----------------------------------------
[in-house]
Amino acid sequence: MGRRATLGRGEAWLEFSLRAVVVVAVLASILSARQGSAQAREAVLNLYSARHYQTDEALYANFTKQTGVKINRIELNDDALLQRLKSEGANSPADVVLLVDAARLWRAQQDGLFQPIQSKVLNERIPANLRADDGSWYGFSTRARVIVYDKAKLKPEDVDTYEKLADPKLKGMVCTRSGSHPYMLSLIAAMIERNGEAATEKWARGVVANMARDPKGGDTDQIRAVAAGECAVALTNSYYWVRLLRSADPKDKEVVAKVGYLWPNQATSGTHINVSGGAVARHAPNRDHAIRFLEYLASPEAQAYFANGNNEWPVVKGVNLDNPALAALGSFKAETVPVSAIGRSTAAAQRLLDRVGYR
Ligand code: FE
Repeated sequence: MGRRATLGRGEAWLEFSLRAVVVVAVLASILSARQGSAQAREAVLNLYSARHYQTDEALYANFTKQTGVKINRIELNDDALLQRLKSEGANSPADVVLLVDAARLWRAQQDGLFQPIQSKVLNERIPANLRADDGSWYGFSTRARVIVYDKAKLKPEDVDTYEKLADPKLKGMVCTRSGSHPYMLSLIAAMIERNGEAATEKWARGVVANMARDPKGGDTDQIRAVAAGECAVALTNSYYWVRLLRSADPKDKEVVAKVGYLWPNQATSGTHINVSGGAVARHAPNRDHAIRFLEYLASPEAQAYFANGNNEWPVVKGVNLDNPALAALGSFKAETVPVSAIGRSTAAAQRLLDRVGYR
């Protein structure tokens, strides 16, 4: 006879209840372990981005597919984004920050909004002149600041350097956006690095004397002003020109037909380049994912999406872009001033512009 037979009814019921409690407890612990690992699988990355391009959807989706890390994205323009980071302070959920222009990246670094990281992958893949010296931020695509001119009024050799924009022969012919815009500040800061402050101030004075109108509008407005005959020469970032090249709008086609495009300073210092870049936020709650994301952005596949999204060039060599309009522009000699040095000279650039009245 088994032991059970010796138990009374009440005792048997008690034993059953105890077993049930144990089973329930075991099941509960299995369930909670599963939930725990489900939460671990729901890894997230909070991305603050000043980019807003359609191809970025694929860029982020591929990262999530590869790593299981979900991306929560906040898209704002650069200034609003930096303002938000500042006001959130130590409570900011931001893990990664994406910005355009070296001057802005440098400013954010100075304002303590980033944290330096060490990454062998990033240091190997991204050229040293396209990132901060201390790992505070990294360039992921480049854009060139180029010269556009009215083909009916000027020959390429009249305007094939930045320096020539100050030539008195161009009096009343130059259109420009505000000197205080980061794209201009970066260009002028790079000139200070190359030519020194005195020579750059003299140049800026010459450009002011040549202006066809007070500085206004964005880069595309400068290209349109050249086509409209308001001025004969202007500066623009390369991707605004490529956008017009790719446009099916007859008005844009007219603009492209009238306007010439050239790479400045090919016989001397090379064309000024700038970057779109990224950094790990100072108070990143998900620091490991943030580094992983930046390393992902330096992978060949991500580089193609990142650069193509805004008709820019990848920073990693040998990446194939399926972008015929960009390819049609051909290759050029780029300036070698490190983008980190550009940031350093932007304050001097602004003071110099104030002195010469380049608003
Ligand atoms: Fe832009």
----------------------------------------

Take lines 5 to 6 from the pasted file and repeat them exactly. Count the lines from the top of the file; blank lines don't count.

């Protein structure tokens, strides 16, 4: 006879209840372990981005597919984004920050909004002149600041350097956006690095004397002003020109037909380049994912999406872009001033512009 037979009814019921409690407890612990690992699988990355391009959807989706890390994205323009980071302070959920222009990246670094990281992958893949010296931020695509001119009024050799924009022969012919815009500040800061402050101030004075109108509008407005005959020469970032090249709008086609495009300073210092870049936020709650994301952005596949999204060039060599309009522009000699040095000279650039009245 088994032991059970010796138990009374009440005792048997008690034993059953105890077993049930144990089973329930075991099941509960299995369930909670599963939930725990489900939460671990729901890894997230909070991305603050000043980019807003359609191809970025694929860029982020591929990262999530590869790593299981979900991306929560906040898209704002650069200034609003930096303002938000500042006001959130130590409570900011931001893990990664994406910005355009070296001057802005440098400013954010100075304002303590980033944290330096060490990454062998990033240091190997991204050229040293396209990132901060201390790992505070990294360039992921480049854009060139180029010269556009009215083909009916000027020959390429009249305007094939930045320096020539100050030539008195161009009096009343130059259109420009505000000197205080980061794209201009970066260009002028790079000139200070190359030519020194005195020579750059003299140049800026010459450009002011040549202006066809007070500085206004964005880069595309400068290209349109050249086509409209308001001025004969202007500066623009390369991707605004490529956008017009790719446009099916007859008005844009007219603009492209009238306007010439050239790479400045090919016989001397090379064309000024700038970057779109990224950094790990100072108070990143998900620091490991943030580094992983930046390393992902330096992978060949991500580089193609990142650069193509805004008709820019990848920073990693040998990446194939399926972008015929960009390819049609051909290759050029780029300036070698490190983008980190550009940031350093932007304050001097602004003071110099104030002195010469380049608003
Ligand atoms: Fe832009």